After four rate hikes in 2018, for a total of nine starting in December 2015, the Fed is on hold, with a target for its benchmark interest rate of 2.25% to 2.50%. In September, central bankers were telegraphing three rate hikes in 2019; now, no hikes are on the horizon, and the next move might very well be in the other direction. The central bank also said it would slow the reduction of bond holdings on its balance sheet, another easing move. “If the Fed had stayed on autopilot, they’d have been on their way to hiking us into recession by mid 2020. The pivot put that off for at least a year,” says Jason Bloom, a global exchange-traded fund strategist at Invesco.
An accommodative central bank will support a U.S. economy that should continue to grow, but at a slower pace. Kiplinger expects gross domestic product growth to come in at 2.6% for the year, down from 2.9% in 2018, as the effects of tax cuts wane—slower than the first quarter’s robust 3.2% growth rate. As they have been since the 2009 start of this expansion, consumers will continue to be a bright spot, says Michael Ryan, chief investment officer, Americas, for UBS Global Wealth Management. “Household assets are near record highs, personal balance sheets are in the best shape in a couple of decades, personal income is showing positive growth and unemployment is at generational lows,” he says.
History shows that a looming presidential election should be good for the economy and, therefore, stocks. Since 1939, the market has experienced a loss only once in the year before a presidential election, according to Stock Trader’s Almanac. That was in 2015, when the price of the S&P 500 fell 0.7%. “I expect the administration to do everything it can to juice the economy. That doesn’t mean they’ll be successful,” says Hooper. “But I expect enough will be done to prevent a recession,” she says.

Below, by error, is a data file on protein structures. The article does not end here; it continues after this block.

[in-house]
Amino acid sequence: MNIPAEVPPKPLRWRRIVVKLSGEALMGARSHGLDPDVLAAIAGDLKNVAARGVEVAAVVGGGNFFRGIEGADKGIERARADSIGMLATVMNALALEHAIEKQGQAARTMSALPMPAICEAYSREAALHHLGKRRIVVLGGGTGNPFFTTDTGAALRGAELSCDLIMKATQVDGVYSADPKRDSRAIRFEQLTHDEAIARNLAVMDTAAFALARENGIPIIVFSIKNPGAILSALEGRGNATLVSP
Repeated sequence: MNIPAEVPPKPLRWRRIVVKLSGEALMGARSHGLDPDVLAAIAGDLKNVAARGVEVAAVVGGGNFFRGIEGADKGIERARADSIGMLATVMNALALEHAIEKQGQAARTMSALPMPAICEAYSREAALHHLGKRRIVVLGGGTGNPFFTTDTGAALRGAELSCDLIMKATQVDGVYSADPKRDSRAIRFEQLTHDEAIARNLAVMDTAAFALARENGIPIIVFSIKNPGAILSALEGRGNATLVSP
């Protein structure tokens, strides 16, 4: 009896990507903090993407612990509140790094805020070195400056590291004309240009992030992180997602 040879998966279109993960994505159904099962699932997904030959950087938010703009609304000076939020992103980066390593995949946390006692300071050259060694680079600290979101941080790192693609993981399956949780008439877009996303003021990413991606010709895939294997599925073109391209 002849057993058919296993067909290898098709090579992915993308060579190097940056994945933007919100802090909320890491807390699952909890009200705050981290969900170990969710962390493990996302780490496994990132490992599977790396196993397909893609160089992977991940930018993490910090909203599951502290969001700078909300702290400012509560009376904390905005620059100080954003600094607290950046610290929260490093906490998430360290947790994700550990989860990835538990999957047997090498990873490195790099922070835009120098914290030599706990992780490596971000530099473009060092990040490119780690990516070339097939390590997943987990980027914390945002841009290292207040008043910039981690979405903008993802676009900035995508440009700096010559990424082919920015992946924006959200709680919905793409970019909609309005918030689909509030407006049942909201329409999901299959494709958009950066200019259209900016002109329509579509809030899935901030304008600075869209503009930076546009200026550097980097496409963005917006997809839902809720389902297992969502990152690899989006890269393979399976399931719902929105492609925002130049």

The expansion’s continued longevity and the Fed’s laissez-faire stance on rates depend on inflation remaining contained. The Consumer Price Index has been mostly stable, at a modest 2% over the past 12 months. And the long-term outlook remains benign. “Stuckflation—our view that inflation will be suppressed for the foreseeable future—is a core part of our case for stocks,” says Katie Nixon, chief investment officer at Northern Trust Wealth Management. Technological improvements that increase productivity and an aging population, with more people past peak-spending years, are among the forces constraining inflation, says Nixon. But that doesn’t mean we won’t get occasional flare-ups, she says.
Expect inflation at year-end to reach a rate of 2.2%, up from 1.9% at the end of 2018. Oil prices, rising earlier in the year, are currently caught in a tug-of-war between worries about supply disruptions if unrest escalates in the Persian Gulf and the potential for falling demand if trade woes constrict China’s growth. If higher tariffs stay in place for long, it could nudge the inflation rate to 2.3% by year-end, according to Kiplinger forecasts. And if tariffs are imposed on all Chinese products, including a broad range of consumer items, inflation will run higher. In that case, say BofA economists, assuming the expense is borne by end users, the cost to consumers could reach $140 billion, equivalent to 1% of all consumer spending and essentially canceling out last year’s tax cut.